It looks great in the movies: A depressed person dealing with serious pain or sudden injury pain pairs up with an intuitive physical therapist, motivational physician or insightful therapist. After a few sleepless nights and a little "hard work" to get better, their pain magically resolves as they realize that a positive outlook is all it ever really took. If only that’s how it really worked.|
Most people with chronic pain know that life is a little more complicated than the movies. Even as people learn new ways to alleviate pain, they struggle to balance them with the demands of professional and personal lives. Sure, you could do your physical therapy routine every day, but who would organize mom’s birthday party? Or you could spend time chilling out before bed, but who would bathe and tuck in the kids? Even grabbing a few minutes to exercise can feel impossible when you’ve already put in a full day at the office—and a full day dealing with pain.
Below are some tips for keeping it simple and finding little ways to weave pain-fighting habits into your hectic life, as well as guidelines for getting started.
Your doctor says you should do it. Your friends invite you to do it. You even want to do it. So, why aren’t you at the gym right now? Exercise is one of the toughest feel-better hurdles to surmount because it’s a delicate balance: Not enough exercise leads to pain, but so does too much exercise.
Gentle exercise can get you on the right track, increasing your ability to move fluidly, perform everyday activities and tackle each day with a sense of optimism. It can also help you address some of chronic pain’s unhappy friends, including fatigue, insomnia and depression.
If you’re getting off the couch for the first time, or the first time in a long time, start very, very slowly. Don’t worry about government guidelines just yet. Instead, look at your current activity level, and add just a few minutes of gentle exercise. Try a short walk, a brief swim, a few minutes on a stationary bike or just do some basic stretching or seated yoga.
When you use yourself as a benchmark, you’ll soon see progress.
Living a low-stress life is an elusive goal for many, but stress levels can contribute to muscle tension, raising your day-to-day pain. Stress preys on our mind-body connection, too, lowering pain tolerance and effectively making the same pain feel worse and worse.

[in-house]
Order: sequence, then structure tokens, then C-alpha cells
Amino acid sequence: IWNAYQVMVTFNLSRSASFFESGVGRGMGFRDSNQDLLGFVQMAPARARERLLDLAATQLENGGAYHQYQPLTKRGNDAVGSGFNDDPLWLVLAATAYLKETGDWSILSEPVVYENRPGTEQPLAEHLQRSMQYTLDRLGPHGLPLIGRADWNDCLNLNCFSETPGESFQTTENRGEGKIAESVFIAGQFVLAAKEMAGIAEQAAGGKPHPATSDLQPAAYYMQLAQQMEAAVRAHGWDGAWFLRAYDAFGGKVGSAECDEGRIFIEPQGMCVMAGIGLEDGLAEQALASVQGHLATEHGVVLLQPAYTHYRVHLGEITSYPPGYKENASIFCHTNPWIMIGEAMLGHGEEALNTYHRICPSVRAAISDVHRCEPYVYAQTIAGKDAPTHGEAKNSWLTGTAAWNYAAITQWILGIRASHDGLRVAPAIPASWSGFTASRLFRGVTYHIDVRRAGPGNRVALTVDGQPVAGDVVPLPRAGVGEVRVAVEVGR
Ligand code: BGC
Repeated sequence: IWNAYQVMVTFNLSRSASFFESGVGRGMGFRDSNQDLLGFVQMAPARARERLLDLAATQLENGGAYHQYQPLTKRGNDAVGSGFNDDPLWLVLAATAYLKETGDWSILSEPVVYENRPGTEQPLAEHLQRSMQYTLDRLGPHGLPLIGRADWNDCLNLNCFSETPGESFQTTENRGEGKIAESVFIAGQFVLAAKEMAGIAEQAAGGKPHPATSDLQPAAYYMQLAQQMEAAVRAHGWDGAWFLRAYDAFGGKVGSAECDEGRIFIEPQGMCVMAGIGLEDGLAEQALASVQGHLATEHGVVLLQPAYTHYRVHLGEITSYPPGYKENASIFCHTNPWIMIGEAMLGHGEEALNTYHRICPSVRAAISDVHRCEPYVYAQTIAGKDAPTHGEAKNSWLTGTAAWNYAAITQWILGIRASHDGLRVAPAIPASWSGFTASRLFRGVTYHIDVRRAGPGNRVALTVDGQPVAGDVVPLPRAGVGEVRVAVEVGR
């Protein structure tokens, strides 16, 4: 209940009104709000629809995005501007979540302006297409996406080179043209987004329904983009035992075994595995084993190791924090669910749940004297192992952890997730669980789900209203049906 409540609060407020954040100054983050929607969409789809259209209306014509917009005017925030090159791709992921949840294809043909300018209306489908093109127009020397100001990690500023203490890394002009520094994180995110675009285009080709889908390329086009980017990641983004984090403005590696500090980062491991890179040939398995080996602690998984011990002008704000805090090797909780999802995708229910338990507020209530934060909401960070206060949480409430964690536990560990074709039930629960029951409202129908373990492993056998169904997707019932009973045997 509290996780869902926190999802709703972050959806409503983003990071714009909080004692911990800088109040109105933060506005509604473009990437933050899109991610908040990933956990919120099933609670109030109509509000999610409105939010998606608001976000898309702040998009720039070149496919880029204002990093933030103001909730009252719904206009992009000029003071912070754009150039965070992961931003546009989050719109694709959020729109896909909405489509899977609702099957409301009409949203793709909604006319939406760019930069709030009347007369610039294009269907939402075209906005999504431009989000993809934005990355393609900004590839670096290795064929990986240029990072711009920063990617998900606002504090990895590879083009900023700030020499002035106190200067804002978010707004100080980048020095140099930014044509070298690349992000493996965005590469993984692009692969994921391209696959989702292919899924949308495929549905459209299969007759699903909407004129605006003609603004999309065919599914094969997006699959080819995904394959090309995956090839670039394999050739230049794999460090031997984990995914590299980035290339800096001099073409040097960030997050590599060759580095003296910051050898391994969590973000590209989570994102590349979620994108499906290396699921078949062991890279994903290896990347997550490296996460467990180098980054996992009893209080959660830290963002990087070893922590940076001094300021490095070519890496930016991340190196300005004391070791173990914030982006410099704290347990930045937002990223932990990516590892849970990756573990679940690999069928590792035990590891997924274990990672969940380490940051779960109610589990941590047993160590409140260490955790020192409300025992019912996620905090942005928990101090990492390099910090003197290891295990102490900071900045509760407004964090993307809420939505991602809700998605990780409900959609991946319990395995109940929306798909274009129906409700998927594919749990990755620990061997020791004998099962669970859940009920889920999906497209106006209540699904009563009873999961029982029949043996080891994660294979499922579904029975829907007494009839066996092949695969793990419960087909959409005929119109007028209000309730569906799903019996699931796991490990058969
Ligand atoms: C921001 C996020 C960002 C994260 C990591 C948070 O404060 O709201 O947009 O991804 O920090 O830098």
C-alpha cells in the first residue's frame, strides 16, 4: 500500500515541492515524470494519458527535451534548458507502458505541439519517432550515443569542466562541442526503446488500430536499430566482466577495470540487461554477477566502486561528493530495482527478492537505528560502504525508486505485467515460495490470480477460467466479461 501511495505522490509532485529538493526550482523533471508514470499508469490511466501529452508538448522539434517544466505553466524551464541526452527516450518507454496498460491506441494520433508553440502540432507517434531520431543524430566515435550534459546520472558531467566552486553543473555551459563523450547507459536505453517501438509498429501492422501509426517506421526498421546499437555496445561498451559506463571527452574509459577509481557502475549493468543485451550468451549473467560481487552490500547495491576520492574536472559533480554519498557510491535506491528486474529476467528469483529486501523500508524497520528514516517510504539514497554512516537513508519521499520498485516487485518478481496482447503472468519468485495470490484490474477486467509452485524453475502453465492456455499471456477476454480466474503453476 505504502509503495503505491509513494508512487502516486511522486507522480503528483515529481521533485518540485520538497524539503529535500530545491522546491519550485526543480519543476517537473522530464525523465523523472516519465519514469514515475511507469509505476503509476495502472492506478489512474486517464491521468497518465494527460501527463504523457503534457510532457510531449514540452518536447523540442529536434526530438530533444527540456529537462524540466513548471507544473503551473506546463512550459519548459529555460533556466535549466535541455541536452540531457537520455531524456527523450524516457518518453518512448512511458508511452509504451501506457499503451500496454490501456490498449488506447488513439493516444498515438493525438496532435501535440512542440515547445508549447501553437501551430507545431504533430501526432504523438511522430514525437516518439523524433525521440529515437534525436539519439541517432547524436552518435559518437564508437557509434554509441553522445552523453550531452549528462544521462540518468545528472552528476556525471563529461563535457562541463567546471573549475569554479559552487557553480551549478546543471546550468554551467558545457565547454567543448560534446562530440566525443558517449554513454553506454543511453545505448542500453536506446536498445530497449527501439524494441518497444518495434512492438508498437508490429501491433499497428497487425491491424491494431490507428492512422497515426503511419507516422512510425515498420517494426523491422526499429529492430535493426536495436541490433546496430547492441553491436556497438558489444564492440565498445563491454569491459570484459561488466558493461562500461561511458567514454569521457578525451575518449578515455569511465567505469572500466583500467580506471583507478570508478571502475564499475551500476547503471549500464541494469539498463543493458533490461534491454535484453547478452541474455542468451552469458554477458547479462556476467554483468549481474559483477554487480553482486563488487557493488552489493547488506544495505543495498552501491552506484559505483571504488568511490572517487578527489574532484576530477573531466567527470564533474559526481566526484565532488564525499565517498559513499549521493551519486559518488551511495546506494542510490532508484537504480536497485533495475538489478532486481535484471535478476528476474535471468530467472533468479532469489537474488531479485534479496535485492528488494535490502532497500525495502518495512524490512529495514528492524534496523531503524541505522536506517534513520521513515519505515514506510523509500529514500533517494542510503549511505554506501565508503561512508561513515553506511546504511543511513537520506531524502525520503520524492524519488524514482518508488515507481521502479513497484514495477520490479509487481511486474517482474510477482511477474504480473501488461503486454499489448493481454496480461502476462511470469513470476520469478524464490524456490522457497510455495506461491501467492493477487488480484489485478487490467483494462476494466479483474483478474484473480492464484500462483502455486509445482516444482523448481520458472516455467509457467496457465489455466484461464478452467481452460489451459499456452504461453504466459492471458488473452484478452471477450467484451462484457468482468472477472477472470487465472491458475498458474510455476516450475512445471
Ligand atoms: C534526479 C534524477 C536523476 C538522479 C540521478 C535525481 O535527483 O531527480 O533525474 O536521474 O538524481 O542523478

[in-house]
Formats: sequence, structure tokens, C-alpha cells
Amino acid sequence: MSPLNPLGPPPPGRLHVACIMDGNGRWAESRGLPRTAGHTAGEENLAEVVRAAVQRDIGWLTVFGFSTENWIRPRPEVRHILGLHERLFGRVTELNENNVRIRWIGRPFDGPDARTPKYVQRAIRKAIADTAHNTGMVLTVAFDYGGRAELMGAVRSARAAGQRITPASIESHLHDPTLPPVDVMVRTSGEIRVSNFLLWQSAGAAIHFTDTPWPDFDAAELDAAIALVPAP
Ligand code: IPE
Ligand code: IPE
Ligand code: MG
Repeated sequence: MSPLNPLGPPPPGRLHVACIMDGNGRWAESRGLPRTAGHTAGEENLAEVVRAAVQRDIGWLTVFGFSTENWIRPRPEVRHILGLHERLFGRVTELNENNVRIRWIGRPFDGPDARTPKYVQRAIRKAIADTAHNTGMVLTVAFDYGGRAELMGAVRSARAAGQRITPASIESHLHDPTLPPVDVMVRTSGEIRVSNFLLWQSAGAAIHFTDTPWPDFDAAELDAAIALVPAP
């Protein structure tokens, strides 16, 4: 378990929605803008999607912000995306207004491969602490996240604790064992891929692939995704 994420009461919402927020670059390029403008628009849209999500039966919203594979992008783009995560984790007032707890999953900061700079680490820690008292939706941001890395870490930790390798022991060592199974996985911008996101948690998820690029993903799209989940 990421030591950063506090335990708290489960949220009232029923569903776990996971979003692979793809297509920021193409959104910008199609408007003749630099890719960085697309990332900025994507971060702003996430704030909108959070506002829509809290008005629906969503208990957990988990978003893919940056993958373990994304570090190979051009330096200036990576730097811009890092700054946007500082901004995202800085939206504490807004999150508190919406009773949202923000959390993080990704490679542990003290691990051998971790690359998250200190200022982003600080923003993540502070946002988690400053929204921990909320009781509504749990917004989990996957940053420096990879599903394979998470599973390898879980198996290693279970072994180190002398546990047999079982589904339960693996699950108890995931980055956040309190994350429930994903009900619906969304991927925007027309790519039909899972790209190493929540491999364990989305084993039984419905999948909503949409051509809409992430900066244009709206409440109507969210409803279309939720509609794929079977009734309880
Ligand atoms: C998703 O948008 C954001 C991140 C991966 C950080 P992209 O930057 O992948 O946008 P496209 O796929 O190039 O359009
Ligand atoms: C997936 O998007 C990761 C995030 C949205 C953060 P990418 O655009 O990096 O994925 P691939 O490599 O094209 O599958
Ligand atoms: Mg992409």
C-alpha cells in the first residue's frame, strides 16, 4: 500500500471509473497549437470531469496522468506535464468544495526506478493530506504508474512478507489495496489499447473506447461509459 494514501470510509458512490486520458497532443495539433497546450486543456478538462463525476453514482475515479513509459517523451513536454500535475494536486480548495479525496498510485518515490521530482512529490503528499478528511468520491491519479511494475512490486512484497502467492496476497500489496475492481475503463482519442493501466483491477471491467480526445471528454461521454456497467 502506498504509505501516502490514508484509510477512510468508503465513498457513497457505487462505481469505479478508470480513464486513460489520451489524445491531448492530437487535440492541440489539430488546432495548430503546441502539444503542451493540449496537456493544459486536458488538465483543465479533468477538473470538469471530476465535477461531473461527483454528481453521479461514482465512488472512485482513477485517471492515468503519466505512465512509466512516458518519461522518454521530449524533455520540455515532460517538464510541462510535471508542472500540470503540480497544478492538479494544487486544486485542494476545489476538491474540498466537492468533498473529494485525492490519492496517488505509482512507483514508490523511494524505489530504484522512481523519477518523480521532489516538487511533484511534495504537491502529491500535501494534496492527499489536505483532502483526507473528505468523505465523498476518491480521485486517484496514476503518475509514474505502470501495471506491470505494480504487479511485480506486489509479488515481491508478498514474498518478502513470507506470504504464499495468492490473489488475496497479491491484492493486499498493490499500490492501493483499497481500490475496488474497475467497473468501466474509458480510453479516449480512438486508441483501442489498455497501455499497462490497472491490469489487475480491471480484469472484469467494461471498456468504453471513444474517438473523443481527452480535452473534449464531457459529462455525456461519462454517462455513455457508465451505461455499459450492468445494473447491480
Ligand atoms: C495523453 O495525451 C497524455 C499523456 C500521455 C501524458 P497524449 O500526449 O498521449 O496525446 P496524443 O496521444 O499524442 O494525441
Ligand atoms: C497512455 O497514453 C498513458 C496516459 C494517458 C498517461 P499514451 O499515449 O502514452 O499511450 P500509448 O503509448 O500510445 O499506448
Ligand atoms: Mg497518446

Try this: One day a week, or even one day a month, set your phone alarm to go off each hour that you're awake. When you hear it buzz or ring, close your eyes for a few seconds, take a deep breath and exhale. Do it just once, or repeat for 5-10 breaths, which should only take a few seconds of your time. Then, move on with your day. You may find that the simple habit of stopping and checking in--even though it can seem like an annoyance--helps you reset and feel more present in your day.
Even the simplest habits, like a hot shower after a hard day, five minutes of sitting quietly or practicing a progressive relaxation exercise (imagine yourself relaxing piece-by-piece, from head to toe) can be hugely effective. Whether or not you feel immediate relief, you’re building a mindset of habitual relaxation that can ease pain over time.
You probably don’t need a research study to tell you that it’s important to get enough sleep and that sleeping poorly can make you more susceptible to pain and a host of other health woes. But did you know that a negative mood can also contribute to sleeplessness?
If you only have a few minutes to yourself each day, try scheduling them right before bed so that you slip between the sheets with a smile and a positive outlook. Also, try to stick to the same bedtime and wake-up time each day, so that your brain and your body are ready for sleep.
Yoga and Stretching
As a part of your exercise routine, yoga and stretching can contribute to both physical fitness and relaxation, especially when combined with breathing exercises. A qualitative study of yoga and chronic pain found that Hatha postures in particular created a sense of acceptance and body awareness for pain clinic patients.
Try a local Hatha or gentle yoga class or use online exercise videos to carefully attempt a few basic poses. It’s best to enlist the help of a qualified and certified teacher to make sure you’re practicing the exercises correctly, especially if you have physical limitations, chronic injury or pain issues.